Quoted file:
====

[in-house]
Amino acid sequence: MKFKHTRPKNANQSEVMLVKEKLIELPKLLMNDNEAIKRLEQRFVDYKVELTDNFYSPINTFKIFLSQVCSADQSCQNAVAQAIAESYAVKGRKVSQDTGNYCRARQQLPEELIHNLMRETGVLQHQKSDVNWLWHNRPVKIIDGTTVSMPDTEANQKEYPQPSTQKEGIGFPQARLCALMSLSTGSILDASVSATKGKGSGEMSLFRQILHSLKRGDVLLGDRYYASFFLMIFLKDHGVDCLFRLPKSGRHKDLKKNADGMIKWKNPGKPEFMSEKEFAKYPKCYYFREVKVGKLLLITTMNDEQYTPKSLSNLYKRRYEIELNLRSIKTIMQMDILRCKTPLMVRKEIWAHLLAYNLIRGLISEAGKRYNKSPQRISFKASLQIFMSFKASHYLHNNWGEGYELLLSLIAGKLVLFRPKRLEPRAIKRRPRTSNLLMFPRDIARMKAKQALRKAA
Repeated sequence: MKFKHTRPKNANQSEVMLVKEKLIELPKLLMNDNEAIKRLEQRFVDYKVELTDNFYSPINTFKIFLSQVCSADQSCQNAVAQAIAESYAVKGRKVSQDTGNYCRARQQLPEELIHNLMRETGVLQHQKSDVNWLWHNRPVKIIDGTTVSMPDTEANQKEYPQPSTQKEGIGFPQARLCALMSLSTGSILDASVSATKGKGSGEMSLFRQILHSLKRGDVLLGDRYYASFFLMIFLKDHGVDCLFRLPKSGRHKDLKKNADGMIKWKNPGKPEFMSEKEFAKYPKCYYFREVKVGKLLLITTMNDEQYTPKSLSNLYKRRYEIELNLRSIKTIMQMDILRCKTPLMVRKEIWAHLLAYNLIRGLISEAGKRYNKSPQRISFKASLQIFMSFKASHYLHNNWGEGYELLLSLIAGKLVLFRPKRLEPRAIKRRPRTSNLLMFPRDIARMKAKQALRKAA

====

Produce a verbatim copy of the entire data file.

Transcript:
[in-house]
Amino acid sequence: MKFKHTRPKNANQSEVMLVKEKLIELPKLLMNDNEAIKRLEQRFVDYKVELTDNFYSPINTFKIFLSQVCSADQSCQNAVAQAIAESYAVKGRKVSQDTGNYCRARQQLPEELIHNLMRETGVLQHQKSDVNWLWHNRPVKIIDGTTVSMPDTEANQKEYPQPSTQKEGIGFPQARLCALMSLSTGSILDASVSATKGKGSGEMSLFRQILHSLKRGDVLLGDRYYASFFLMIFLKDHGVDCLFRLPKSGRHKDLKKNADGMIKWKNPGKPEFMSEKEFAKYPKCYYFREVKVGKLLLITTMNDEQYTPKSLSNLYKRRYEIELNLRSIKTIMQMDILRCKTPLMVRKEIWAHLLAYNLIRGLISEAGKRYNKSPQRISFKASLQIFMSFKASHYLHNNWGEGYELLLSLIAGKLVLFRPKRLEPRAIKRRPRTSNLLMFPRDIARMKAKQALRKAA
Repeated sequence: MKFKHTRPKNANQSEVMLVKEKLIELPKLLMNDNEAIKRLEQRFVDYKVELTDNFYSPINTFKIFLSQVCSADQSCQNAVAQAIAESYAVKGRKVSQDTGNYCRARQQLPEELIHNLMRETGVLQHQKSDVNWLWHNRPVKIIDGTTVSMPDTEANQKEYPQPSTQKEGIGFPQARLCALMSLSTGSILDASVSATKGKGSGEMSLFRQILHSLKRGDVLLGDRYYASFFLMIFLKDHGVDCLFRLPKSGRHKDLKKNADGMIKWKNPGKPEFMSEKEFAKYPKCYYFREVKVGKLLLITTMNDEQYTPKSLSNLYKRRYEIELNLRSIKTIMQMDILRCKTPLMVRKEIWAHLLAYNLIRGLISEAGKRYNKSPQRISFKASLQIFMSFKASHYLHNNWGEGYELLLSLIAGKLVLFRPKRLEPRAIKRRPRTSNLLMFPRDIARMKAKQALRKAA